In the wake of ErdoIan’s visit to China

Turkey is so polarized that when you pen an article, everyone is concerned not about its content, but about with which affiliations you write it. You are force to side with either position. Thus, you are supposed to praise or criticize the Justice and Development Partyand’s (AK Party) policies. When people asked to the camel andquotWhich one do you like: ascent or descent?andquot the camel replied, andquotIsnand’t there an option for flat road?andquot
Werenand’t people unfair regarding President Recep Tayyip Erdoganand’s visit to China? If another Turkish president had visited China, wouldnand’t he have had to aocate similar policies? Promoting Chinaand’s territorial integrity, trying to make Uighurs and other Muslim populations in China grounds for cooperation, not a source of tension between the two countries, asking for Turkeyand’s active participation in Chinaand’s 21st Century Silk Road Project, Turkeyand’s efforts to acquire from China the long-range missile, space and nuclear energy technology which the West has been withholding and Turkeyand’s wishing to boost its exports to China are part of Turkeyand’s, not Erdoganand’s, policy. Chinese contractors have completed the second phase of the high-speed railway between Ankara and Istanbul. They are now keen to take part in other railway projects including the high-speed railway between Kars and Edirne. Turkeyand’s intention to become a member of the Shanghai Cooperation Organization (SCO) or the Association of Southeast Asian Nations (ASEAN) should not be perceived as an axis shift. Membership in these organizations is not an alternative to Ankaraand’s bid to join the European Union rather it is complementary to it. It is one of the building blocks of Turkeyand’s efforts to integrate with the rest of the world. In 2012, Turkey was granted the Dialogue Partner status at the SCO. In assessing this move, Chinese academics noted that this decision was revolutionary both for the SCO and Turkey. They tried to find an answer to the question, andquotHow can China and Turkey boost cooperation within the SCO?andquot Turkey seeks to increase its economic relations (concessions in exports and investments) with China via the SCO. This applies to Turkeyand’s membership to ASEAN.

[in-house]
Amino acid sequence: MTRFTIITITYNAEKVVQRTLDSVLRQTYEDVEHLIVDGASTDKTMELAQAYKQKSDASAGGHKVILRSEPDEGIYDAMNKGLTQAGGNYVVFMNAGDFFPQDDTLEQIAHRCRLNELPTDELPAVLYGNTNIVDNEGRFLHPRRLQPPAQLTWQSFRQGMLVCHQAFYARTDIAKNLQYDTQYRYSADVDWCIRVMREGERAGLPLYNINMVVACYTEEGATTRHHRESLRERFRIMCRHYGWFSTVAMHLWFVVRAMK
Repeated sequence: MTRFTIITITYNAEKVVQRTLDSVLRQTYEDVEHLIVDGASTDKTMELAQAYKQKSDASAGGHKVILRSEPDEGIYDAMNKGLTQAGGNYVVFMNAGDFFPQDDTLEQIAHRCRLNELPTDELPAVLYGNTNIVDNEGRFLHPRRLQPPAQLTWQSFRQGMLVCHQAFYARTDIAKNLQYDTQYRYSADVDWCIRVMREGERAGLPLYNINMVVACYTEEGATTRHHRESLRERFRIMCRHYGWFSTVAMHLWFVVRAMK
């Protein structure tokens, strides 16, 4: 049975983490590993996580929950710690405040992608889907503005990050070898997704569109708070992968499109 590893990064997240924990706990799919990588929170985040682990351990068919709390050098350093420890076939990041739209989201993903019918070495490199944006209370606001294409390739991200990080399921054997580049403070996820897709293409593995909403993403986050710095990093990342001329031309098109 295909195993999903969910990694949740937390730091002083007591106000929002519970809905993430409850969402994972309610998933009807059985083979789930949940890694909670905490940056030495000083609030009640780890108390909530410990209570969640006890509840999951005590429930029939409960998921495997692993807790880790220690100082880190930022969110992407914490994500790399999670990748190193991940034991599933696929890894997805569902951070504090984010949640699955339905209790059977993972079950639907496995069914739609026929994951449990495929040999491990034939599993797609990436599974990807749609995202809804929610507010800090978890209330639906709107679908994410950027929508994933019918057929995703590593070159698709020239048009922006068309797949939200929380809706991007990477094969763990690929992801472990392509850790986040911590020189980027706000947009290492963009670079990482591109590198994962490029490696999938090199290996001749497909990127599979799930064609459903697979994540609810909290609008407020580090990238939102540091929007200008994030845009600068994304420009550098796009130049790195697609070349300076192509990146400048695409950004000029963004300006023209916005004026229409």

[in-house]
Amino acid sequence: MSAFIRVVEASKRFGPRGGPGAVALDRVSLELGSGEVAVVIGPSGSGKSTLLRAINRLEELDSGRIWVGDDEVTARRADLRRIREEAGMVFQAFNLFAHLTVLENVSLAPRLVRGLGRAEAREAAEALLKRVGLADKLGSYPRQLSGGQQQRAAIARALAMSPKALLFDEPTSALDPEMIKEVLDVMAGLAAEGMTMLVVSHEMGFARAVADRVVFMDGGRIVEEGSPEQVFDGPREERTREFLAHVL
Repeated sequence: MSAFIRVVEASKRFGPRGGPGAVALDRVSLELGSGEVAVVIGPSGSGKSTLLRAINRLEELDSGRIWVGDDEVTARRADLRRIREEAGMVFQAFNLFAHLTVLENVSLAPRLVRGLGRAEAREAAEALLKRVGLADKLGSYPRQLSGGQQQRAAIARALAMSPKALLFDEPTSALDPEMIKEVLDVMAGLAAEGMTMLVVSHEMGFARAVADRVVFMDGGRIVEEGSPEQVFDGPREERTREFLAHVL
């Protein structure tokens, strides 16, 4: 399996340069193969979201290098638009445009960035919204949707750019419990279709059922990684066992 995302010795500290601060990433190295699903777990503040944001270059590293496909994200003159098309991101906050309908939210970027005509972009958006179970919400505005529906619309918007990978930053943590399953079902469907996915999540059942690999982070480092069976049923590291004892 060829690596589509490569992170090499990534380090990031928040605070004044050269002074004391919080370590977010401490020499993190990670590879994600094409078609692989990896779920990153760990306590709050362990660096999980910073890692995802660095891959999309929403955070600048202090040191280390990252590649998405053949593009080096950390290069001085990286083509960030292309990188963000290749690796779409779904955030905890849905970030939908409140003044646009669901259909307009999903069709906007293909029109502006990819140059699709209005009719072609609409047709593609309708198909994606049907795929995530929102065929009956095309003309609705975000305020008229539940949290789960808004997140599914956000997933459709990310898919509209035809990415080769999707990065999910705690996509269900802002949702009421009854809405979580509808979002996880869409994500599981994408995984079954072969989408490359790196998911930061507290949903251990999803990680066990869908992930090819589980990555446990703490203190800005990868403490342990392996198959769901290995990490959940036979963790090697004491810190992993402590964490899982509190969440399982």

President of the Peopleand’s Republic of China Xi Jinping and Erdogan had announced that the Silk Road should be revived. Chinese and Turkish authorities are keen to develop this project, supported by both leaders. The Silk Road may ensure joint action between the two countries in investments and commercial ties in Central Asia, the South Caucasus and the Balkans. It may pave the way for attracting Chinese investments in Turkey. Chinese investors tend to work with Chinese workers and engineers. But the Turkish Labor Ministry doesnand’t approve of it. In general, the Chinese are working illegally in Turkey. China is Turkeyand’s largest trade partner in Asia and its third largest trade partner in the world after Germany and Russia. The foreign trade between the two countries rose from $2 billion in 2002 to $28 billion in 2014. The main problem here is Turkeyand’s foreign trade deficit in its trade with China. The foreign trade deficit rose from $1.24 billion in 2002 to $22 billion in 2014. Turkey may boost its exports to China with new methods such as employing a form of ethnic economy — facilitating the settlement and employment of more Turks in China and more Chinese citizens of Han, Uighur and Hui origin in Turkey — increasing the number of Turkish youths who can speak Chinese, ensuring the entry of Turkish brands into China and attracting Chinese capital into Turkey.
Turkish-Chinese relations are growing faster than expected due to the rapid growth of both countries. The growth in bilateral relations should be restructured in terms of the number of diplomats, consulates, commercial attaches and embassy buildings. A multidimensional and multifaceted form of relations is needed. The existing no longer fits us.